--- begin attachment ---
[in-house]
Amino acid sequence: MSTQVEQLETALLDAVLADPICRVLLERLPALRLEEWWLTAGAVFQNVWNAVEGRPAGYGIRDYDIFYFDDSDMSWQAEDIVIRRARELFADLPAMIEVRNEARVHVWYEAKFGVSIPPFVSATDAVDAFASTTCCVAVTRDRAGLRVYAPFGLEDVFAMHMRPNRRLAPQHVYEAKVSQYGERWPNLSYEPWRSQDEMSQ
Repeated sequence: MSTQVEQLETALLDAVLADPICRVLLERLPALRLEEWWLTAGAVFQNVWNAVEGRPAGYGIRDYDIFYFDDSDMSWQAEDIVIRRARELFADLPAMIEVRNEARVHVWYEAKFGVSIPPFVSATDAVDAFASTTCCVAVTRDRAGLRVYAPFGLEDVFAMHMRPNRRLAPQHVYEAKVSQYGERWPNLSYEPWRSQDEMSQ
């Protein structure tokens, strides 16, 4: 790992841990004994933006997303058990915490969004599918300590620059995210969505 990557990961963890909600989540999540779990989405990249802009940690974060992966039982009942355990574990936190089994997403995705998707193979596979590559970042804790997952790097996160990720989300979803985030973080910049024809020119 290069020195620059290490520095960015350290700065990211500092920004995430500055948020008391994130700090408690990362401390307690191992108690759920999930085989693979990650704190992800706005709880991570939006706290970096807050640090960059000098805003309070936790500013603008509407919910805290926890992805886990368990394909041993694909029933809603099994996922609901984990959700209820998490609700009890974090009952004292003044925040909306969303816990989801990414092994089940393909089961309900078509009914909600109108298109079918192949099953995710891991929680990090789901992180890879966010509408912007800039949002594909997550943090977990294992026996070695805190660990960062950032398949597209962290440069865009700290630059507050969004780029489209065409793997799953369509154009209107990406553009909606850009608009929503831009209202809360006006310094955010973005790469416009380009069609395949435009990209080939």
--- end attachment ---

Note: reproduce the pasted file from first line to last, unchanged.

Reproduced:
[in-house]
Amino acid sequence: MSTQVEQLETALLDAVLADPICRVLLERLPALRLEEWWLTAGAVFQNVWNAVEGRPAGYGIRDYDIFYFDDSDMSWQAEDIVIRRARELFADLPAMIEVRNEARVHVWYEAKFGVSIPPFVSATDAVDAFASTTCCVAVTRDRAGLRVYAPFGLEDVFAMHMRPNRRLAPQHVYEAKVSQYGERWPNLSYEPWRSQDEMSQ
Repeated sequence: MSTQVEQLETALLDAVLADPICRVLLERLPALRLEEWWLTAGAVFQNVWNAVEGRPAGYGIRDYDIFYFDDSDMSWQAEDIVIRRARELFADLPAMIEVRNEARVHVWYEAKFGVSIPPFVSATDAVDAFASTTCCVAVTRDRAGLRVYAPFGLEDVFAMHMRPNRRLAPQHVYEAKVSQYGERWPNLSYEPWRSQDEMSQ
């Protein structure tokens, strides 16, 4: 790992841990004994933006997303058990915490969004599918300590620059995210969505 990557990961963890909600989540999540779990989405990249802009940690974060992966039982009942355990574990936190089994997403995705998707193979596979590559970042804790997952790097996160990720989300979803985030973080910049024809020119 290069020195620059290490520095960015350290700065990211500092920004995430500055948020008391994130700090408690990362401390307690191992108690759920999930085989693979990650704190992800706005709880991570939006706290970096807050640090960059000098805003309070936790500013603008509407919910805290926890992805886990368990394909041993694909029933809603099994996922609901984990959700209820998490609700009890974090009952004292003044925040909306969303816990989801990414092994089940393909089961309900078509009914909600109108298109079918192949099953995710891991929680990090789901992180890879966010509408912007800039949002594909997550943090977990294992026996070695805190660990960062950032398949597209962290440069865009700290630059507050969004780029489209065409793997799953369509154009209107990406553009909606850009608009929503831009209202809360006006310094955010973005790469416009380009069609395949435009990209080939």